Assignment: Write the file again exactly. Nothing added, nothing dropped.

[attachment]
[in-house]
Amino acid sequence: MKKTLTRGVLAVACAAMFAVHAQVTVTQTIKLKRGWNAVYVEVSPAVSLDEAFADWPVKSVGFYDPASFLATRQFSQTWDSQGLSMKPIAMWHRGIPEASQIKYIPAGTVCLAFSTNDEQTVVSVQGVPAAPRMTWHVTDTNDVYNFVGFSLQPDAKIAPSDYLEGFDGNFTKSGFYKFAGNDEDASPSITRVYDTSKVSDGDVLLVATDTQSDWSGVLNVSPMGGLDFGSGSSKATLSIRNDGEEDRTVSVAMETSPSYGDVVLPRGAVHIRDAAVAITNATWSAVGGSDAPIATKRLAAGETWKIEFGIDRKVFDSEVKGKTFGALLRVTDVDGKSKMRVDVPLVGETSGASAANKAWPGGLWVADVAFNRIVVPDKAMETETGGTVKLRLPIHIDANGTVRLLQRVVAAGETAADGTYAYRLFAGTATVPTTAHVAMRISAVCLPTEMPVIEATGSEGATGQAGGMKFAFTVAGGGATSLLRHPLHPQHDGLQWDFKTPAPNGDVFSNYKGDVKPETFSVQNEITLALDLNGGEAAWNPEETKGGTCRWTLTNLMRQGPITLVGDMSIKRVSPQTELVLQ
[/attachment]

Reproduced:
[in-house]
Amino acid sequence: MKKTLTRGVLAVACAAMFAVHAQVTVTQTIKLKRGWNAVYVEVSPAVSLDEAFADWPVKSVGFYDPASFLATRQFSQTWDSQGLSMKPIAMWHRGIPEASQIKYIPAGTVCLAFSTNDEQTVVSVQGVPAAPRMTWHVTDTNDVYNFVGFSLQPDAKIAPSDYLEGFDGNFTKSGFYKFAGNDEDASPSITRVYDTSKVSDGDVLLVATDTQSDWSGVLNVSPMGGLDFGSGSSKATLSIRNDGEEDRTVSVAMETSPSYGDVVLPRGAVHIRDAAVAITNATWSAVGGSDAPIATKRLAAGETWKIEFGIDRKVFDSEVKGKTFGALLRVTDVDGKSKMRVDVPLVGETSGASAANKAWPGGLWVADVAFNRIVVPDKAMETETGGTVKLRLPIHIDANGTVRLLQRVVAAGETAADGTYAYRLFAGTATVPTTAHVAMRISAVCLPTEMPVIEATGSEGATGQAGGMKFAFTVAGGGATSLLRHPLHPQHDGLQWDFKTPAPNGDVFSNYKGDVKPETFSVQNEITLALDLNGGEAAWNPEETKGGTCRWTLTNLMRQGPITLVGDMSIKRVSPQTELVLQ